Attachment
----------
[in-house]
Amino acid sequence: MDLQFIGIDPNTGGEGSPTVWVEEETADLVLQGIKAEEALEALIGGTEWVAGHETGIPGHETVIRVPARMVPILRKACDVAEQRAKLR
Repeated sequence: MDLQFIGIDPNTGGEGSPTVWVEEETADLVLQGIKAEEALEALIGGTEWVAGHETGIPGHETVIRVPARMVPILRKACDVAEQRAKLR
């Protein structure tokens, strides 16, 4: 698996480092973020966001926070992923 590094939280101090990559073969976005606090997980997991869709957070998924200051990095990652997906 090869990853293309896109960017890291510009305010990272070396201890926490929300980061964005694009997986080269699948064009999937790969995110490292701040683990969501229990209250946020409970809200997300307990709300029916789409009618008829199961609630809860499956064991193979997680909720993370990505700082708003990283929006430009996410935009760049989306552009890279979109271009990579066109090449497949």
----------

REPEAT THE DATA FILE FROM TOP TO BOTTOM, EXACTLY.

[in-house]
Amino acid sequence: MDLQFIGIDPNTGGEGSPTVWVEEETADLVLQGIKAEEALEALIGGTEWVAGHETGIPGHETVIRVPARMVPILRKACDVAEQRAKLR
Repeated sequence: MDLQFIGIDPNTGGEGSPTVWVEEETADLVLQGIKAEEALEALIGGTEWVAGHETGIPGHETVIRVPARMVPILRKACDVAEQRAKLR
């Protein structure tokens, strides 16, 4: 698996480092973020966001926070992923 590094939280101090990559073969976005606090997980997991869709957070998924200051990095990652997906 090869990853293309896109960017890291510009305010990272070396201890926490929300980061964005694009997986080269699948064009999937790969995110490292701040683990969501229990209250946020409970809200997300307990709300029916789409009618008829199961609630809860499956064991193979997680909720993370990505700082708003990283929006430009996410935009760049989306552009890279979109271009990579066109090449497949």